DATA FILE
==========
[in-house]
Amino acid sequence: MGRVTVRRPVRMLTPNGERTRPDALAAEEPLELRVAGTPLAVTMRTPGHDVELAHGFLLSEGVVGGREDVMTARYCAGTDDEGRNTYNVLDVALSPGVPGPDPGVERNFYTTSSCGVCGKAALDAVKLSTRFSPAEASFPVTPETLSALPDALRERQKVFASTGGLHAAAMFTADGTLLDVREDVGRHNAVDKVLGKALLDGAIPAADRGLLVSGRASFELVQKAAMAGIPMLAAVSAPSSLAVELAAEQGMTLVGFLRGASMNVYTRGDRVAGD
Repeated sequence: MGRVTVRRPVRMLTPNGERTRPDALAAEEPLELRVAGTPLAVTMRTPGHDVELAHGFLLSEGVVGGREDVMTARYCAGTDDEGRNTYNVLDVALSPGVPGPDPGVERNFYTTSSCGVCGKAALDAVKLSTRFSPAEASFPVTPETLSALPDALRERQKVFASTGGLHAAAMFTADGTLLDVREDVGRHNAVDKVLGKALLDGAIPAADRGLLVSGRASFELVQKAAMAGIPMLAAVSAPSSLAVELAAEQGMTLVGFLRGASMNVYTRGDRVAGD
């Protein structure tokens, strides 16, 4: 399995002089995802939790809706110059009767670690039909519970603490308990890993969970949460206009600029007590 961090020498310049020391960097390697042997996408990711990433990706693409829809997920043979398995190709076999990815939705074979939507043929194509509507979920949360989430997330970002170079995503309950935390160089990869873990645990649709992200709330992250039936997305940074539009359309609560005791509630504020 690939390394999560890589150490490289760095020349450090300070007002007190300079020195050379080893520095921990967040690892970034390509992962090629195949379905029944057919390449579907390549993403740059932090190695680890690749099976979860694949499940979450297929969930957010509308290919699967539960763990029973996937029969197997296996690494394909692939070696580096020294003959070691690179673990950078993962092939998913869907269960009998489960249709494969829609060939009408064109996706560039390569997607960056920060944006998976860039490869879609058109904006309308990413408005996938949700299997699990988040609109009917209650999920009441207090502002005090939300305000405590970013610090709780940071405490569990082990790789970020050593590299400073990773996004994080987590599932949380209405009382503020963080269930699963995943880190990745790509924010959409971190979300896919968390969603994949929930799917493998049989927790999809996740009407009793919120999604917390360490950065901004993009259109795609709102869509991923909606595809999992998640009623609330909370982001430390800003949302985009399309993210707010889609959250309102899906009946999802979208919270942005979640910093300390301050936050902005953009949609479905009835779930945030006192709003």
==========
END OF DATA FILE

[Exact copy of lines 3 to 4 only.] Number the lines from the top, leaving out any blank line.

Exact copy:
Repeated sequence: MGRVTVRRPVRMLTPNGERTRPDALAAEEPLELRVAGTPLAVTMRTPGHDVELAHGFLLSEGVVGGREDVMTARYCAGTDDEGRNTYNVLDVALSPGVPGPDPGVERNFYTTSSCGVCGKAALDAVKLSTRFSPAEASFPVTPETLSALPDALRERQKVFASTGGLHAAAMFTADGTLLDVREDVGRHNAVDKVLGKALLDGAIPAADRGLLVSGRASFELVQKAAMAGIPMLAAVSAPSSLAVELAAEQGMTLVGFLRGASMNVYTRGDRVAGD
């Protein structure tokens, strides 16, 4: 399995002089995802939790809706110059009767670690039909519970603490308990890993969970949460206009600029007590 961090020498310049020391960097390697042997996408990711990433990706693409829809997920043979398995190709076999990815939705074979939507043929194509509507979920949360989430997330970002170079995503309950935390160089990869873990645990649709992200709330992250039936997305940074539009359309609560005791509630504020 690939390394999560890589150490490289760095020349450090300070007002007190300079020195050379080893520095921990967040690892970034390509992962090629195949379905029944057919390449579907390549993403740059932090190695680890690749099976979860694949499940979450297929969930957010509308290919699967539960763990029973996937029969197997296996690494394909692939070696580096020294003959070691690179673990950078993962092939998913869907269960009998489960249709494969829609060939009408064109996706560039390569997607960056920060944006998976860039490869879609058109904006309308990413408005996938949700299997699990988040609109009917209650999920009441207090502002005090939300305000405590970013610090709780940071405490569990082990790789970020050593590299400073990773996004994080987590599932949380209405009382503020963080269930699963995943880190990745790509924010959409971190979300896919968390969603994949929930799917493998049989927790999809996740009407009793919120999604917390360490950065901004993009259109795609709102869509991923909606595809999992998640009623609330909370982001430390800003949302985009399309993210707010889609959250309102899906009946999802979208919270942005979640910093300390301050936050902005953009949609479905009835779930945030006192709003």